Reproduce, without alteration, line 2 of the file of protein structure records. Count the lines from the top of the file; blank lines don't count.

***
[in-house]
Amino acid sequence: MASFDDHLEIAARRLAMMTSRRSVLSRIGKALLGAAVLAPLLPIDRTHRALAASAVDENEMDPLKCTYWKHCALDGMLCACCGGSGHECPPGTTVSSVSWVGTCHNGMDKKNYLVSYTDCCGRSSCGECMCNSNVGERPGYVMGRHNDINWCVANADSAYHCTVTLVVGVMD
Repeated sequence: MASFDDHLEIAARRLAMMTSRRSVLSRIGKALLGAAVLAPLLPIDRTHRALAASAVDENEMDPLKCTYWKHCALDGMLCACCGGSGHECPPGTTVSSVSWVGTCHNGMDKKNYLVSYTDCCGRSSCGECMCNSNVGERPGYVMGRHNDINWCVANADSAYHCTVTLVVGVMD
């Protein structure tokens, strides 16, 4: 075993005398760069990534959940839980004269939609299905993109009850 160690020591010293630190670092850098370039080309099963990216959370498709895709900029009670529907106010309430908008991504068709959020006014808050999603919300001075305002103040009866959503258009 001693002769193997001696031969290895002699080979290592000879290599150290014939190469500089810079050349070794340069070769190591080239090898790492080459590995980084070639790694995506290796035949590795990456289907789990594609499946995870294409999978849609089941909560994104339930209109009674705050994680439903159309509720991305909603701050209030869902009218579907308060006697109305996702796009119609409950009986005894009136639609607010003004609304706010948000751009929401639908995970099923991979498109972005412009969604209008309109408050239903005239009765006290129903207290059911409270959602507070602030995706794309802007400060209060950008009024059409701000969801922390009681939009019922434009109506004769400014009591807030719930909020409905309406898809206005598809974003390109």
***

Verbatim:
Amino acid sequence: MASFDDHLEIAARRLAMMTSRRSVLSRIGKALLGAAVLAPLLPIDRTHRALAASAVDENEMDPLKCTYWKHCALDGMLCACCGGSGHECPPGTTVSSVSWVGTCHNGMDKKNYLVSYTDCCGRSSCGECMCNSNVGERPGYVMGRHNDINWCVANADSAYHCTVTLVVGVMD